....! r r nntttf Inlpn l.m f nn I . Ifinsw1 IvvAf.!. ltlt1r tin ..111 If 1 S1CJ I twl fflv
Iauuil u.o tiu,ajf i.unv uvitu .1. v k u i v. , uint;u uiti.ii uiuvjv, iu uu 11 wi.-oit.u wm
catalog shows other shotguns w6 make, doubles, singles, etc. $G to $27. Simply
send postal lor it touay it's villain.
'txox. oreatne lying: down. I commenced
talcing T)v. Mnsreart Curo dnd In a
i'lew weeks I -was entirely-curSa."
!nMINNII3-B. JOHNSONTOlivia', Minn.
rn nrst nottie win ueneut, lr not,
tho druggist will return your money.
A New York mechanical engineer,
who has juct returned from a trip
abroad, in which he visited Germany,
tells an incident of his visit to the
latter country.
"I was inspecting a big plant
there," he said, "and naturally I was
interested in the machinery used to
furnish power. I waa inspecting the
engine room when I saw something
which attracted me. An oil-be-grimmed
workman was on top of a
cylinder polishing some brass work,
and him I approached for information.
" 'Pardon me,' I said in my best
German, 'do you have trouble in
keeping up steam?'
"The man stopped his polishing
work and looked at me.
" 'Nix, I no understand,' he said
in English.
" 'So you are an Englishman?' I
" 'That's what I am,' the workman
replied. 'I'm traveling and I am new
on this job. I was taken in on ac
count of' their, labor trriubJes ,
"Then, .asjhe'ilooked-me X)ter.'CarH
fullyV So ?you speak c English,'.-, arid
with a1 veryTpolIte smilej hjOiJaaddcH
Excuse me for saying it,.' sir, but
you speak very good English for a
Dutchman.' " Pittsburg Leader.
Union F"ir A
15 Sylvan Ave., Toledo, Ohio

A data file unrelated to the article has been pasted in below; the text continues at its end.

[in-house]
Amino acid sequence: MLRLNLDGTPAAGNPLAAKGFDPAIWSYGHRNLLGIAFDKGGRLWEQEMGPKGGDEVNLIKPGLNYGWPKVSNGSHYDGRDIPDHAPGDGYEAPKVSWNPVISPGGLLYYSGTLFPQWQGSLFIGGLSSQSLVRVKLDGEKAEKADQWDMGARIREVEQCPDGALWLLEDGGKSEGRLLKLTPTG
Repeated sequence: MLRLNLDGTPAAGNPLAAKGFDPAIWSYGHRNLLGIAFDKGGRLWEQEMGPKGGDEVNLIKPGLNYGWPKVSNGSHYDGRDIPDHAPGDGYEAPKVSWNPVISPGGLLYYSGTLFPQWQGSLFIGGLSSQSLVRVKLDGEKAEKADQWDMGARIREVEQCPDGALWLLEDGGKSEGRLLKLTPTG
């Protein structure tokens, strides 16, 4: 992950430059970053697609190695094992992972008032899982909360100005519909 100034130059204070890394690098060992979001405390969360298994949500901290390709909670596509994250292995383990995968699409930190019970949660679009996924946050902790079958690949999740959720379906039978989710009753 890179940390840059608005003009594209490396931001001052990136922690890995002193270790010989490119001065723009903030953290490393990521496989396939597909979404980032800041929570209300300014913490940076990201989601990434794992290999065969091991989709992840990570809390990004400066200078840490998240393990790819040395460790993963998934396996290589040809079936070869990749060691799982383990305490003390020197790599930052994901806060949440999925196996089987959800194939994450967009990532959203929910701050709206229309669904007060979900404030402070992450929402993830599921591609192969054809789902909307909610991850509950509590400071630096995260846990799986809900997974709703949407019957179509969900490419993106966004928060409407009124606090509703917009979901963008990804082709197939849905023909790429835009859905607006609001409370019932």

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The Saifest and Most Profitable
of all Investments
t FOR SALE A number of one-quarter, . 'it if
, '' ,' hnlfnd whole sections. of farm land In Perkins & 1 1
' lils land is all rich prairie land, every acre of
whicli'can be cultivated. The soil is black loam
arid very productive.
'; ' ; v The country Is healthful, the -land beautiful, and
'''"" gulfed to diversified farming.
There ore well improved farms, good neigh
bors, good schools, good churches, and a good
town all in sight of this land.
This land Is located Horn one to five miles from
Madrid, Nebr., a thriving town on the Burling
ton railroad.
There are three other good towns In Perkinj
For each year during the past three years th
crops raised on land In Perkins county sold for
more than ihe COST PRICE of the same land.
Farm this land one year and its present selling
price would be doubled.
It is as productive as the best land In Iowa or
Illinois. Sell 20 acres In those states and your
money will buy a quarter section of the land I
am offering for sale. Excellent water at a depth
of 40 feet No better country on earth for raising1
all kinds of stock.
Do you want a farm while this land is within
your reach? Cheap farm lands will soon be a
thing of the past. I am offering this land
for less than one-fourth what the same kind of
soil, is selling for GO- miles distant I can verify
every statement made above. If Interested call
on me or write for prices and detail descriptions..
As an Investment or for a home it wJIJ pay you
. to Investigate. Co-operation with other agents
solicited. Audress
I 4u3) Im Iwa Bm INI
LINCOLN, NEB. Room 3G5, Fraternity BIdf.